August 19, 2022
PHNOM PENH – Prime Minister Hun Sen considered the recent ASEAN Foreign Ministers’ Meeting (AMM) in Phnom Penh as having built a successful foundation for achieving positive results at the November ASEAN Summit – which Cambodia will host – as well as the G20 group of developing nations’ conference in Indonesia and the upcoming Asia-Pacific Economic Cooperation (APEC) Summit in Thailand.
Hun Sen thanked the “friendly” countries who attended the meeting in Cambodia, including the six countries which signed the Treaty of Amity and Cooperation in Southeast Asia (TAC) – Denmark, Greece, the Netherlands, Oman, Qatar and the United Arab Emirates. He appreciated their participation, saying it had enabled the Kingdom to successfully host the 55th AMM and related meetings.
At the August 17 University of Puthisastra graduation ceremony, he said: “The [AMM] formed the base for success at the upcoming ASEAN, G20 and APEC summits. The base was established right here in Phnom Penh.”
The premier commended the authorities which provided security for both the ministers from ASEAN and world powers who attended the meetings. He also singled out Minister of Foreign Affairs and International Cooperation Prak Sokhonn for special praise and highlighted the work of the unseen officials who facilitated the documents required for the meetings.
He said he was proud that at a time when the world was in conflict, Cambodia had invited all parties to sit down and discuss the issues.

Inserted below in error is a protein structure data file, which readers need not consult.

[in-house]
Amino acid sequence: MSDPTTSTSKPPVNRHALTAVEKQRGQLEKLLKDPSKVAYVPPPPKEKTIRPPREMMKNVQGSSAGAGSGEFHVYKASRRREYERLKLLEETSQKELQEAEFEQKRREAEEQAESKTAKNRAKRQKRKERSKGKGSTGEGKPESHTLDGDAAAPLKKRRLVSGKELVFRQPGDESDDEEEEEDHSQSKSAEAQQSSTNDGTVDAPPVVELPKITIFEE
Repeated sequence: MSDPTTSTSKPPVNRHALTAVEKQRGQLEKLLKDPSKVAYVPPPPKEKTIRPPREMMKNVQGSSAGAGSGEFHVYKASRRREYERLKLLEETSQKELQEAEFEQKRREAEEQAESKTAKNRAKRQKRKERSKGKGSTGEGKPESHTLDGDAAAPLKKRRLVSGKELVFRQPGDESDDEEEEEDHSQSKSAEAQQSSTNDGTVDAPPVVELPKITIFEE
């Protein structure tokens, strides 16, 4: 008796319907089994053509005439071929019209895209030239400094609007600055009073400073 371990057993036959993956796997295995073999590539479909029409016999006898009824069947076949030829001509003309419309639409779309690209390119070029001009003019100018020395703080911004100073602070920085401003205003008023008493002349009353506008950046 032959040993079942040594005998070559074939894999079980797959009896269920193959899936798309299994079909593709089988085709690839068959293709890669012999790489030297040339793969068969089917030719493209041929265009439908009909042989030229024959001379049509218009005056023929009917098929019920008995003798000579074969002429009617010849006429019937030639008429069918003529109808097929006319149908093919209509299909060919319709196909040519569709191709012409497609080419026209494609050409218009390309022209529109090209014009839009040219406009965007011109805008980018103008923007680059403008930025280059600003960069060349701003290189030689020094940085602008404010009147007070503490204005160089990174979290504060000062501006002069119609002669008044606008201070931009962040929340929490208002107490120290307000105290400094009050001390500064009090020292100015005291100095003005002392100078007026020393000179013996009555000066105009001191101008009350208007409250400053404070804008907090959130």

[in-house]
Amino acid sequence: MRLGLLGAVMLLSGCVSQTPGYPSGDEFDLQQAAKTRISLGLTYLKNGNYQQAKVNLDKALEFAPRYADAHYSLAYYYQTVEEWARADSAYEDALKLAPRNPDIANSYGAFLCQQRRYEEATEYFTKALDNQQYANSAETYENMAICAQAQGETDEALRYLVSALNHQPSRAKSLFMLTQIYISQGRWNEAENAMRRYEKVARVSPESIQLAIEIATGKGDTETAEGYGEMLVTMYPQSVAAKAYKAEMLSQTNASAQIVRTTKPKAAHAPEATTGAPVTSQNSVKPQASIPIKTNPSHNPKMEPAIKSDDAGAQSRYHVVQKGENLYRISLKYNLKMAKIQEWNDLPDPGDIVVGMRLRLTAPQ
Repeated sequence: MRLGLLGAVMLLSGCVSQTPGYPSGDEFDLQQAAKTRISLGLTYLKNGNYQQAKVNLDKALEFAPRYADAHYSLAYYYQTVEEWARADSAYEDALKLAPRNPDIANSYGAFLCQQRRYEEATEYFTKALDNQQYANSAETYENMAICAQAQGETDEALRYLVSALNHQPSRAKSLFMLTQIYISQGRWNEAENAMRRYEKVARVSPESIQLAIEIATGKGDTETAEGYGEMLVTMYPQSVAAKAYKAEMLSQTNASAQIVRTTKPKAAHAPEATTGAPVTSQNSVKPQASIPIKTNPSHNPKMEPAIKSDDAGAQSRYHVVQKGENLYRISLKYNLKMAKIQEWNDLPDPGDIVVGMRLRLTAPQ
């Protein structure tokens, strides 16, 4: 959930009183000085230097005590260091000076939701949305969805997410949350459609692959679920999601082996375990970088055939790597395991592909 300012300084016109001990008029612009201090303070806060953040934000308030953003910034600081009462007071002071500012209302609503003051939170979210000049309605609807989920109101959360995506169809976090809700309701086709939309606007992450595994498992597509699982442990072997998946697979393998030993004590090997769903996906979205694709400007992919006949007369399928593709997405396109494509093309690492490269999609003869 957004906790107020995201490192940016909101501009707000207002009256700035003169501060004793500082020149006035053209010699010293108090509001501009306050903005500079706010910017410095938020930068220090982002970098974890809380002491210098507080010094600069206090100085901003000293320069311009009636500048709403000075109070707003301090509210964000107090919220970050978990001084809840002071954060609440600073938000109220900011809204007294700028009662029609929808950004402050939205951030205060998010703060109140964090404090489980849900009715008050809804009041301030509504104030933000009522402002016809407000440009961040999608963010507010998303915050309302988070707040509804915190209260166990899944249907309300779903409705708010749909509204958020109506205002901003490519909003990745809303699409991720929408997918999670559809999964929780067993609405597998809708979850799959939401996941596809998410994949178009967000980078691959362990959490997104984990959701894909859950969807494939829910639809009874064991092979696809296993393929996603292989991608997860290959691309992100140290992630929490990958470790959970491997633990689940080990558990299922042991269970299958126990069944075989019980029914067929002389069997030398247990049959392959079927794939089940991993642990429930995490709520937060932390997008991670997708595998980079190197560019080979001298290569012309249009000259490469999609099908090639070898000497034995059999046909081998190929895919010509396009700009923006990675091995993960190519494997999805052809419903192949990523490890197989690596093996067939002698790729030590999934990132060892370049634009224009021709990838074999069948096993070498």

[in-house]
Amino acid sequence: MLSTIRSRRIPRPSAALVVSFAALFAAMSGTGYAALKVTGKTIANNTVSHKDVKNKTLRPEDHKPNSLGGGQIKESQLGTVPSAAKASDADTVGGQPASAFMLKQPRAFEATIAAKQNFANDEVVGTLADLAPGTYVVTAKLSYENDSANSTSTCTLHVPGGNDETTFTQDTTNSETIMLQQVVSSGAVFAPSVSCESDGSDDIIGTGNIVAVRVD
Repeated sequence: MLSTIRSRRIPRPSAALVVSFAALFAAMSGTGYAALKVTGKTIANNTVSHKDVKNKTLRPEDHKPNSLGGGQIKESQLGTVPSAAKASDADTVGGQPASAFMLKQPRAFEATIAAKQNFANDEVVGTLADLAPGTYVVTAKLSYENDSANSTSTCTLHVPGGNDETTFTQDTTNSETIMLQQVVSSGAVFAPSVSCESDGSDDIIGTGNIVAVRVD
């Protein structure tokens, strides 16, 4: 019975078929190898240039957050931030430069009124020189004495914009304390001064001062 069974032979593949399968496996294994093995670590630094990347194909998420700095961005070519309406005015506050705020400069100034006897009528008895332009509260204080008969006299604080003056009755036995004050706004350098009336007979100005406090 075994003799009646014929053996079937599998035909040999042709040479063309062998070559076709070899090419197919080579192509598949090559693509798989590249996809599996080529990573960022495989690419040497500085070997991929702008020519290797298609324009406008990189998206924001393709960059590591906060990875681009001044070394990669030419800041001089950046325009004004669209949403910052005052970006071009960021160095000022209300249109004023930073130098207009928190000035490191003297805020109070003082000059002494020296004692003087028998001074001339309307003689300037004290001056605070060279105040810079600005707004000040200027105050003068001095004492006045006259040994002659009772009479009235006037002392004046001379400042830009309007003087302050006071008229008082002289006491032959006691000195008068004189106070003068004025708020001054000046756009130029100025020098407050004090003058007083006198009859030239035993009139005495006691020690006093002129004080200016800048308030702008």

Hun Sen pointed out that many controversial things were taking place at the time the Kingdom hosted the meetings, including the issue of Myanmar and the continued push for an end to the Code of Conduct in the South China Sea. Other contentious issues, such as tension in the Korean Peninsula, the Ukraine conflict and US House Speaker Nancy Pelosi’s controversial visit to Taiwan, were also on the table, he noted.
The premier said that initially, the foreign ministers of some countries did not want to be seated near one another in the meeting room because of conflict in Europe. In several cases, Cambodian officials had encouraged those ministers to shake hands and enjoy frank discussions. This was another way in which the meetings were a success.
“I am particularly pleased that – thanks to excellent facilitation by senior ministers – the attendees were able to come together and issue a joint statement,” he said.
“When countries which are at loggerheads come together and do this, it is never easy. Even though it was difficult, we managed to make it happen,” he added.
Hun Sen will attend the upcoming G20 and APEC meetings. And in September, he is slated to address the UN General Assembly in person.
Yang Peou, a professor of political science and secretary-general of the Royal Academy of Cambodia, said the AMM was attended by a large number of ASEAN countries as well as powerful partners of ASEAN, and he regarded them as fruitful. They had received praise from attendees, he added.
“Overall, I would assess that the meetings are a good indicator ahead of the November ASEAN Summit,” he told The Post on August 17.
“ASEAN is also celebrating the 45th anniversary of the ASEAN-US Summit, so this November might be a good time to consider integrating ASEAN-US relations into a comprehensive strategic partnership.”
Peou added that ASEAN – established in August 1967 by the Bangkok declaration – was initially a regional organisation based on political ideology. It had grown into a strong bloc, now based on the ASEAN Charter and the bloc’s principles and unity.
“We can safely say that ASEAN is now an organisation that powerful nations like China and the US cannot afford to overlook,” he added.